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The ministerial declarations of E-government

The development of E-government in the european union has the consensus reached among member states in Ministerial Declarations. The latter was adopted in the city of Berlin in 2020 and reinforces the commitment of the development of digital administration based on values.

Ministerial Declaration of berlin E-government - 2020

On 8 december 2020, (Opens in new window) it has adopted the ministerial declaration of Digital Society and Digital Administration based on values, at the initiative of the german eu presidency with the support of the european commission. The declaration has been signed by the countries of the european Union.

The overall objective of this new declaration is to contribute to the advancement of digital transformation on the basis of european values and seize opportunities for the future of digitalisation. Also aims to make the road map of the committee to ally itself with those of the declaration, particularly in the development of the plan of action of electronic administration 2021-2024.

This statement highlights the opportunities of the digital processing in particular for the social participation, to deal with sudden and extreme challenges while respecting the rights and fundamental values; and the need for citizenship have digital capacities and access to technology and connectivity; reconfirman goals contained in tallinn; emphasises the need for the sovereignty of our societies in the digital world and that everyone should benefit from the opportunities offered by digitalisation.

The declaration includes 7 in that are essentially the following ideas:

  1. Validity and respect for fundamental rights and democratic values: a digital transformation is in the values and fundamental rights.
  2. Social participation and digital inclusion to shape the digital world: trafficking opportunities for participation without discrimination, in response to diversity and inclusion; the need to address the development paradigm of “ mobile Government ’ and transparent and user-friendly services, while encouraging the participation of society in policy development and to become involved in the design of the services by the co-creation and collaboration.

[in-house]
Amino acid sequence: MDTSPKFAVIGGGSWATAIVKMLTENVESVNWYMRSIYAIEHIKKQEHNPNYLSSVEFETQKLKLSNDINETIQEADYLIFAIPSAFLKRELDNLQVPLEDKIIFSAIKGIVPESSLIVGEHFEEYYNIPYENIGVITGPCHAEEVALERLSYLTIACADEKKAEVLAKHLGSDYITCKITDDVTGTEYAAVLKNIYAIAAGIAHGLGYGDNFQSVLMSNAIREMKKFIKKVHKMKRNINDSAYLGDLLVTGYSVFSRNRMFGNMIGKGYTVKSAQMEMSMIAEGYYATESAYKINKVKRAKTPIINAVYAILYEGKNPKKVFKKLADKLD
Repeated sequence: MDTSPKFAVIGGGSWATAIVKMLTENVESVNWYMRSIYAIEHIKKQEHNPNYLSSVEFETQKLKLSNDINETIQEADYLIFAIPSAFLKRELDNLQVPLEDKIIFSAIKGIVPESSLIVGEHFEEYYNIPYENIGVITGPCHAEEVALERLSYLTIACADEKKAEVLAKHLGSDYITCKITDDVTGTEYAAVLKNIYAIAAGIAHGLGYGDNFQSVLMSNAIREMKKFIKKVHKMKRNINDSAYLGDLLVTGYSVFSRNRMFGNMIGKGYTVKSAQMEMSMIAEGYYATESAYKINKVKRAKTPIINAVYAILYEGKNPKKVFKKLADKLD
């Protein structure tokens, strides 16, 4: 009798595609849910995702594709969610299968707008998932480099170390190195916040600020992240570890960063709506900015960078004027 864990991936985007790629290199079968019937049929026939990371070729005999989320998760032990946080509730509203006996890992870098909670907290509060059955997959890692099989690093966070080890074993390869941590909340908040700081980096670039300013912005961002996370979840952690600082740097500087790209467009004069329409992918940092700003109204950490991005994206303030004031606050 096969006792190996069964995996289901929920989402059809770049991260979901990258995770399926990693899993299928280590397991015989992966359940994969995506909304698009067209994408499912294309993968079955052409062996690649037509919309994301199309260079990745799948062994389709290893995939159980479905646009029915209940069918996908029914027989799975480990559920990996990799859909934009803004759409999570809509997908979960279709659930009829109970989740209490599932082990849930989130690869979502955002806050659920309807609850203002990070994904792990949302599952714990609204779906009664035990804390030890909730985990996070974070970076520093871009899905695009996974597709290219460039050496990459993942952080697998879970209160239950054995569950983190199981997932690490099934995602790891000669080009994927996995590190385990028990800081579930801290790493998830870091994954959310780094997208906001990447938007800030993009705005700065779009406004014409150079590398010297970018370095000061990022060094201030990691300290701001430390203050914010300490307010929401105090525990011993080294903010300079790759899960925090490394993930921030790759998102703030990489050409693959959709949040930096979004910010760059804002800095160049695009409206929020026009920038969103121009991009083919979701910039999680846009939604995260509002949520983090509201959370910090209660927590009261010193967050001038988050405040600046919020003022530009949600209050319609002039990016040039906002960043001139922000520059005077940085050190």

3. Empowerment and digital literacy: the digital identity is, interaction with the administration using the default digital, own data and the fingerprint and acquisition of digital capabilities.
  4. Trust and security in digital Government interactions: is the safe navigation; have digital identification elements; to applications and services are safe and reliable while has strong regulatory frameworks that ensure transparency and security by default.
  5. Sovereignty and Digital interoperability: is european digital sovereignty; the use of open standards, of the open source software, re-use tools and databases; the european strategy and enhanced interoperability framework that will contribute to european competitiveness and the sovereignty of the data.
  6. Human-centred systems and innovative technologies in the public sector : is the implementation of the IA and other innovative technologies for public policies and services focusing on citizenship, while developed with a people-centred approach and ethically, inclusive and without bias.
  7. Towards a resilient and sustainable digital society : the learning of lessons resulting from the pandemic COVID-19, as well as the alignment with the Agenda 2030 and ODS, so that the digital processing both individuals and society.


Of them are developing appropriate 7 lines of action that brought large areas of action and include calls more specific action to member states, as well as the commission and eu institutions.

  1. Promote fundamental rights and democratic values in the digital sphere : includes promoting the transformation of values, and to move abstract values specific policies, to strengthen collaboration with the private sector to introduce codes of conduct.